A father. His daughter. His daughter’s daughter. A river. No, that’s not right. The River. Theirs is a story that began long ago. But it hasn’t ended yet. And The River flows through it.
by Tamia Nelson | May 10, 2018
Originally published in different form in different places in other years.
The girl found The River irresistible. Whenever she could, she scrambled over the cliff that rose precipitously from the swift waters. The snowmelt‑swollen spring torrents carved deep potholes in the cliff’s sheer walls, and when the floods receded, the girl sometimes found stranded trout in those dark recesses, swimming frantically in futile circles. That’s when she taught herself how to tickle trout, catching the imprisoned fish in her hands before returning them to The River. It was a difficult job, even a dangerous one at times, but seeing the trout swim free was all the reward that she asked — or wanted.
When she wasn’t climbing the cliff, the girl often dabbled in The River’s shallows, turning over cobbles to see who might be living under them. … Continue reading »
As flash mobs assemble on lonely summits and “binge hiking” enters the working newshound’s vocabulary, it’s time to take a closer look at the bucket list. Is it a benign phenomenon, just the latest New Big Thing to engage the attention of a networked nation desperately seeking diversion? Or is it something else — a final breach in the last wall protecting wild places, say? Farwell opts for the latter alternative. And today he makes his case.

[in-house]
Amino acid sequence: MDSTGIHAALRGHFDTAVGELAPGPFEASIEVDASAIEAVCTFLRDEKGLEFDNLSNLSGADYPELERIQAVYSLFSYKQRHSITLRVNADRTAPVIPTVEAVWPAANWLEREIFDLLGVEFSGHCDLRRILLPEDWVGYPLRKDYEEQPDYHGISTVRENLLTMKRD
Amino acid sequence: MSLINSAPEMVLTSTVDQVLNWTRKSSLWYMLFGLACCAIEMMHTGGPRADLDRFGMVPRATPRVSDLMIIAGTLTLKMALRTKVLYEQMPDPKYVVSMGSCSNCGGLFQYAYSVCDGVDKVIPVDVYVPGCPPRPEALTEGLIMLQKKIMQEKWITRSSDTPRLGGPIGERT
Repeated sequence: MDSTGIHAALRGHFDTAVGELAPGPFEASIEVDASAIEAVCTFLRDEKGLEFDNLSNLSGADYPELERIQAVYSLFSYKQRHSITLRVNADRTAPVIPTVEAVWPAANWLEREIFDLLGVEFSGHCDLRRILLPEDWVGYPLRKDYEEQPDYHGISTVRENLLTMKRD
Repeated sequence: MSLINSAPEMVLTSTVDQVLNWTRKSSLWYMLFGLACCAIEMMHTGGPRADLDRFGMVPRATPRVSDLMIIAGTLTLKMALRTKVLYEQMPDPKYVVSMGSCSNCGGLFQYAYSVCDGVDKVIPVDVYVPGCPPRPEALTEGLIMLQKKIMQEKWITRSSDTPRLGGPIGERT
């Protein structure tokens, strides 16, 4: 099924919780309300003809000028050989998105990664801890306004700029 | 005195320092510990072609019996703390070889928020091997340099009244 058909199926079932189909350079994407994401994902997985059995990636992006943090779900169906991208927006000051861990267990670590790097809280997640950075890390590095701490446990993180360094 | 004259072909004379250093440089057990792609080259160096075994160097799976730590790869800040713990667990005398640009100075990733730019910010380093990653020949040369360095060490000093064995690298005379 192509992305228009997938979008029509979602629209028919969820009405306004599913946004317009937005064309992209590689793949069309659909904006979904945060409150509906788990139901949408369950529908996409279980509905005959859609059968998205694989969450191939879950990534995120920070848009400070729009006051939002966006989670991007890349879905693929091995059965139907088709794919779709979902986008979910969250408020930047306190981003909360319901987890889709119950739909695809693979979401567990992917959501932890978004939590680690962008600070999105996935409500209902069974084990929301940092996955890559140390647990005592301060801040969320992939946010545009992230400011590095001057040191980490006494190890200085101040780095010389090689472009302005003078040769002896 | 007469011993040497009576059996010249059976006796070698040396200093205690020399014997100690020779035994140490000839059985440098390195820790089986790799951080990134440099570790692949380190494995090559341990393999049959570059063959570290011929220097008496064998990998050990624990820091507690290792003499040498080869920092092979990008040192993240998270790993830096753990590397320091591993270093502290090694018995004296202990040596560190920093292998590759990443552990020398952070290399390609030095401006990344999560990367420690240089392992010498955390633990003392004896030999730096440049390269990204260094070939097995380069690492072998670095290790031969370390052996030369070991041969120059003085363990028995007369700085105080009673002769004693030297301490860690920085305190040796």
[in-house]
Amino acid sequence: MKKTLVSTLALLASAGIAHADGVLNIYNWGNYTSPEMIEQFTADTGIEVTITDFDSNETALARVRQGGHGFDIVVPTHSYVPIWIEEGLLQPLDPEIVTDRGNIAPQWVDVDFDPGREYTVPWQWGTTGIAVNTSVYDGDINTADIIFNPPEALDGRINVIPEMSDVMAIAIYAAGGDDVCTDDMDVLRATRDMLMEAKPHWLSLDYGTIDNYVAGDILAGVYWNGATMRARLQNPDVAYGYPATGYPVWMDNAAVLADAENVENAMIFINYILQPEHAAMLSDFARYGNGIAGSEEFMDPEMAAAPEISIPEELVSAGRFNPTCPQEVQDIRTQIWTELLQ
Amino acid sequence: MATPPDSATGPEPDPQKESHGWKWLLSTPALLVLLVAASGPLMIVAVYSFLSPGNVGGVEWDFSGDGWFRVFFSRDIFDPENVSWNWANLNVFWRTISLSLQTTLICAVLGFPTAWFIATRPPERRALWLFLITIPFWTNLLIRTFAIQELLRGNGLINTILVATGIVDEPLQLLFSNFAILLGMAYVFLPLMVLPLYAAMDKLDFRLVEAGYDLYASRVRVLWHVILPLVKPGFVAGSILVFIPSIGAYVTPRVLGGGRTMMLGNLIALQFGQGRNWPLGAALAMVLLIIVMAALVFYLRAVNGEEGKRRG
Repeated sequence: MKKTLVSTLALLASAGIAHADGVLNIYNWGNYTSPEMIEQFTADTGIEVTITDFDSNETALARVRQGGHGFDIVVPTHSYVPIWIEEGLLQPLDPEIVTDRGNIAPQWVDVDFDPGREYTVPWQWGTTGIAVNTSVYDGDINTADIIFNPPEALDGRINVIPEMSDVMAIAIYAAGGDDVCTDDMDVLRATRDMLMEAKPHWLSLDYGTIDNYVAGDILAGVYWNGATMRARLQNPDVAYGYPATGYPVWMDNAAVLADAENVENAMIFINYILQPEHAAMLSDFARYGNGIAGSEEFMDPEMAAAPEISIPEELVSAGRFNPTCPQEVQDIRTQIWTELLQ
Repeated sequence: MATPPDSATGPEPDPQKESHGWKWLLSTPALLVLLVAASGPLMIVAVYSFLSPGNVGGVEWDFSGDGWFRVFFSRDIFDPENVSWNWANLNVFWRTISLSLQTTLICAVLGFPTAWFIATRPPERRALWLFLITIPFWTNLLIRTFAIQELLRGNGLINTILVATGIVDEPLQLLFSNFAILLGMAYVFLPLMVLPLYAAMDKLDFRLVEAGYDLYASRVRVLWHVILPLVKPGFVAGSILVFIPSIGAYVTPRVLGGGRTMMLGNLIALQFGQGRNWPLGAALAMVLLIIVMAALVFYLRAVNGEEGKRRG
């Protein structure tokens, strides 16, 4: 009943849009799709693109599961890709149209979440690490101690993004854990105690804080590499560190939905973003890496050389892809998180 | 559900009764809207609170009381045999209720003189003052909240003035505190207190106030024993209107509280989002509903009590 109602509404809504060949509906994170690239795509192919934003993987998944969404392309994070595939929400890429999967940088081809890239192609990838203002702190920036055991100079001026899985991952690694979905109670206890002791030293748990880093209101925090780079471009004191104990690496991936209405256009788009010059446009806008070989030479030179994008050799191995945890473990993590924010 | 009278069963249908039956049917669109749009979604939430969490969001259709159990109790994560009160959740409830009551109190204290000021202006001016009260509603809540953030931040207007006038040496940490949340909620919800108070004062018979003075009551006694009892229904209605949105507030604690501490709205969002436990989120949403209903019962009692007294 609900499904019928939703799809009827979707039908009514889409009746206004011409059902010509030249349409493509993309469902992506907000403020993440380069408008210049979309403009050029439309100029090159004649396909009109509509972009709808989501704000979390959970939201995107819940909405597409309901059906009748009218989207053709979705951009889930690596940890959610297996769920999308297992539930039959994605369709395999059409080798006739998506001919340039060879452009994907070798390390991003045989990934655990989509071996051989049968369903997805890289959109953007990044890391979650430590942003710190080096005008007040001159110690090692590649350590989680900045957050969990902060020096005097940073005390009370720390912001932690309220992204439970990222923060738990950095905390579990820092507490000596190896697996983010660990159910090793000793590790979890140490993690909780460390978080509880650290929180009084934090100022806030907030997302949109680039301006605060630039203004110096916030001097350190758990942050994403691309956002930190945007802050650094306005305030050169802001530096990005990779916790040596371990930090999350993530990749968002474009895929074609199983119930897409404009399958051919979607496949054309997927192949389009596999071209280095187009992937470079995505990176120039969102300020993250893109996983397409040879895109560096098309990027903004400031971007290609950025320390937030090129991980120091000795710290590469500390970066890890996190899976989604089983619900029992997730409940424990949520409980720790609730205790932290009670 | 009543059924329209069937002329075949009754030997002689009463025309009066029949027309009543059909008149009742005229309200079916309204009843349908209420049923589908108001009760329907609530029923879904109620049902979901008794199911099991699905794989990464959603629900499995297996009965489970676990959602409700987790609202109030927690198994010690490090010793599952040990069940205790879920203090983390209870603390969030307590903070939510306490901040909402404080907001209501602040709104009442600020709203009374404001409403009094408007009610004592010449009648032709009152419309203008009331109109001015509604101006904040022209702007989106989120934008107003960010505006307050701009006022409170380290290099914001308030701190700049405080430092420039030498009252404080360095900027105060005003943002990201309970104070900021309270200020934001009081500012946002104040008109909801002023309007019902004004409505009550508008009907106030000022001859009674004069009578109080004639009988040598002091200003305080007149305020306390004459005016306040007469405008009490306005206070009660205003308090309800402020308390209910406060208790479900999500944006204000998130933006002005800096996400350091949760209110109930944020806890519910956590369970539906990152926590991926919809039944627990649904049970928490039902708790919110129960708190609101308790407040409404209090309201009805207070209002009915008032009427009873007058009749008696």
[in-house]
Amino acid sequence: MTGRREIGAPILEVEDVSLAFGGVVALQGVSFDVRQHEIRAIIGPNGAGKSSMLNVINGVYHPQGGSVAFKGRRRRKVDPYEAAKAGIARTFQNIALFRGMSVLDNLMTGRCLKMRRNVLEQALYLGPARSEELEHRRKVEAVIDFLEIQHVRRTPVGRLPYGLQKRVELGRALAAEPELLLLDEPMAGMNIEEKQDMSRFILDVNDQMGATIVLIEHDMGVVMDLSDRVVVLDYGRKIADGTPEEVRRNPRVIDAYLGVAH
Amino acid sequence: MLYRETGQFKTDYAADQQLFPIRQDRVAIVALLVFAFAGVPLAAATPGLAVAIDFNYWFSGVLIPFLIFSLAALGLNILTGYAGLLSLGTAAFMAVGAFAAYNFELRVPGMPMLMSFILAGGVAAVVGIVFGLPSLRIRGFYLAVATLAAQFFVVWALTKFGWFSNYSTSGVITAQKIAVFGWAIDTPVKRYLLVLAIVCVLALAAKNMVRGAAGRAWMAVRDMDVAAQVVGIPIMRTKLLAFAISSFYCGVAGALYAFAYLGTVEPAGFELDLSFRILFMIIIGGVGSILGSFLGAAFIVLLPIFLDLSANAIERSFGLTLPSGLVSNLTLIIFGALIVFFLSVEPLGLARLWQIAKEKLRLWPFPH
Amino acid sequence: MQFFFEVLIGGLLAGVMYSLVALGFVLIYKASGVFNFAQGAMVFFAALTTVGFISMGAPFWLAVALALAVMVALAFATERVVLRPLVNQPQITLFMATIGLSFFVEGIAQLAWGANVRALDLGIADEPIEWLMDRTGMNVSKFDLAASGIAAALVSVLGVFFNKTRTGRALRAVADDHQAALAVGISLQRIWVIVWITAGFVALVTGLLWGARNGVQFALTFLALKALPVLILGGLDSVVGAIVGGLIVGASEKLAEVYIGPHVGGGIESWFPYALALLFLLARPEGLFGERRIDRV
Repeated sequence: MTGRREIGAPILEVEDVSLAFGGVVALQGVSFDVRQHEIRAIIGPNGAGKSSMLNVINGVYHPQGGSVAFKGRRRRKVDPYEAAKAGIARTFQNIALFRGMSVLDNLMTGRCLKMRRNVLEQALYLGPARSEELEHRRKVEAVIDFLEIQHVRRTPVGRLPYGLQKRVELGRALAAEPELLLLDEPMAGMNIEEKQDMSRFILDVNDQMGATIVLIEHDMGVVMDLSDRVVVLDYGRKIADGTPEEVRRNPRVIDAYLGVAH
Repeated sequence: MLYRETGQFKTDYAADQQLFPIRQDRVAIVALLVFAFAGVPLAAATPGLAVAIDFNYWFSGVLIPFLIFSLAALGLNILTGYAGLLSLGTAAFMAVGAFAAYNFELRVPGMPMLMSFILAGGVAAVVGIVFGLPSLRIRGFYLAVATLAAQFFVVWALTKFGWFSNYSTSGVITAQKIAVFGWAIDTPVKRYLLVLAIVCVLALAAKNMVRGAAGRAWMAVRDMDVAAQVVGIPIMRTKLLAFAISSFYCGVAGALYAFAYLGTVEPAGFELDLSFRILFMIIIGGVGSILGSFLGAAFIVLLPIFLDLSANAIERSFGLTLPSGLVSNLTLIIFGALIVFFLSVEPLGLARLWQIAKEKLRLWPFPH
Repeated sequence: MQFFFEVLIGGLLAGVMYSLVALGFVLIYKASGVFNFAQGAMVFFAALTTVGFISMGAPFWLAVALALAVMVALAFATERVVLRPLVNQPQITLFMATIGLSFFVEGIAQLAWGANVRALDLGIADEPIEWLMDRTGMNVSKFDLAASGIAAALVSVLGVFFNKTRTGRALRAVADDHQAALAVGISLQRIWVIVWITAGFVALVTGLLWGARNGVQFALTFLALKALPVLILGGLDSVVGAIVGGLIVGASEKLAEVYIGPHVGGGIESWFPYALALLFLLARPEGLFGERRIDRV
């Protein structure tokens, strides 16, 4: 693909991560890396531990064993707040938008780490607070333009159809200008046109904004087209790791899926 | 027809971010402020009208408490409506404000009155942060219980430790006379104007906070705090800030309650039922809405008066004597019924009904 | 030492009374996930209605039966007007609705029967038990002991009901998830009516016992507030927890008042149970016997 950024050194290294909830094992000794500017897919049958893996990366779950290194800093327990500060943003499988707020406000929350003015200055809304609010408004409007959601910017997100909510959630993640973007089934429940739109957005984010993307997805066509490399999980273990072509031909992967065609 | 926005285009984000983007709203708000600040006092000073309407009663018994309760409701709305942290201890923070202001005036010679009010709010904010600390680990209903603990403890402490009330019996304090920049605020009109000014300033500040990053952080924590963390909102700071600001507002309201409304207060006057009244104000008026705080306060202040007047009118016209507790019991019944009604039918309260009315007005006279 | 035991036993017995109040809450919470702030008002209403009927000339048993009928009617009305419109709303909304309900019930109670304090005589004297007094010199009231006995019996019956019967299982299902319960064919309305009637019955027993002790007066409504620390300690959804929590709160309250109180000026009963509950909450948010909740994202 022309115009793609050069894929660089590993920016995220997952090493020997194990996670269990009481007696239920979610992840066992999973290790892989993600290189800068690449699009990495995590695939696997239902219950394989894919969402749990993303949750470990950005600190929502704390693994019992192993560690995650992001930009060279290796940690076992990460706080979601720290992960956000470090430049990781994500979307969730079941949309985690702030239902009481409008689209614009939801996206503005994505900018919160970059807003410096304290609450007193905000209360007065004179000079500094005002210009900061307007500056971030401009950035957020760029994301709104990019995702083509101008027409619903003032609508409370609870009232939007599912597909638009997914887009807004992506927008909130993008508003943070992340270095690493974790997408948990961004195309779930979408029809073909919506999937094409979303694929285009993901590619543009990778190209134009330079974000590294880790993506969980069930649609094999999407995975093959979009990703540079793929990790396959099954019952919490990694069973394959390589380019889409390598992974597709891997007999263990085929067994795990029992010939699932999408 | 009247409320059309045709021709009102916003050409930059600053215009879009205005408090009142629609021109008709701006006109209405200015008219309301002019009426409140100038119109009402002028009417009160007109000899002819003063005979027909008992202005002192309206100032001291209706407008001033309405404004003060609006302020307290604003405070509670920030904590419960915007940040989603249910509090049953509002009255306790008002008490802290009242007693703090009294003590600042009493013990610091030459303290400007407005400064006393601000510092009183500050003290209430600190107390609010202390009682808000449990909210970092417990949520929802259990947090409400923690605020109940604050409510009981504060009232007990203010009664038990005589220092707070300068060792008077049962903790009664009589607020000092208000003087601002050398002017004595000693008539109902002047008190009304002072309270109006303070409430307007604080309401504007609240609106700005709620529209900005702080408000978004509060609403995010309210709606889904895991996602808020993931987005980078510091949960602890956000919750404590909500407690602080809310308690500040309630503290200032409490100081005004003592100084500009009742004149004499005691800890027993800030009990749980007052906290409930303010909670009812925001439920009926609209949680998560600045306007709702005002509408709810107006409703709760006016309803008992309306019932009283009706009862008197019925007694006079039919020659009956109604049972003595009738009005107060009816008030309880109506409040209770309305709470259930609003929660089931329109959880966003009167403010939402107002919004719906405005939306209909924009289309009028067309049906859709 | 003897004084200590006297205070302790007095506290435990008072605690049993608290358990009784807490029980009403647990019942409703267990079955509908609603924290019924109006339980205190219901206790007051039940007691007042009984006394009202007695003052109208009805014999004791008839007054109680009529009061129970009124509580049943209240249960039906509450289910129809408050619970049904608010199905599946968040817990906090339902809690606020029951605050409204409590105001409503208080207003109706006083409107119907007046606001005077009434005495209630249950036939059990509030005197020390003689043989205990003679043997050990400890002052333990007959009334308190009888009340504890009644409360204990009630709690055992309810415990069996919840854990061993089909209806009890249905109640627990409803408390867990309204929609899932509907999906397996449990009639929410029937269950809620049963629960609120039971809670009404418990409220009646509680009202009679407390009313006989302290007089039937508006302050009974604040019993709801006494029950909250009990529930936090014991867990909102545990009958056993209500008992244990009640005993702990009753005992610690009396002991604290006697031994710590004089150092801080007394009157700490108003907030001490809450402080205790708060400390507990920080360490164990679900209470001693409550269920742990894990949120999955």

by Farwell Forrest | January 26, 2018
Experts are springing up everywhere we turn today, like thistles in an overgrazed field. Yet who would dare complain? In our increasingly complex and interconnected world, expertise is sorely needed. Still, for those of us who aren’t experts — and that’s most of us, I suppose — it’s easy to become confused, particularly when so many of the experts offer contradictory advice.
The upshot? It soon becomes painfully obvious that no single expert has a monopoly on truth. This isn’t to say that there’s no such thing as consensus, of course. The subject of global warming … Continue reading »
We are only visitors to wild places. We’re just passing through. Our homes are always somewhere else. But many creatures know no other home. And what happens when that home is ravaged by a winter storm? What then? This week, Tamia tells the story of one such storm, and one such creature.
The Old Ones were afraid. They took pains to hide this from the young birds, but the youngsters sensed their elders’ growing anxiety, nonetheless, and little Taiga felt more and more uneasy with every passing minute. Still, he made the most of the warm breeze that ruffled the feathers on his breast. He’d already endured one frigid night, waiting with growing impatience for the sun to return from the great unknown country between dusk and dawn, while a skim of clear ice formed on the bay of the big lake. That night had seemed endless, and Taiga had been wakened repeatedly by the penetrating cold. Each time he hoped to see the sun’s red orb inching above the horizon, but instead saw only the … Continue reading »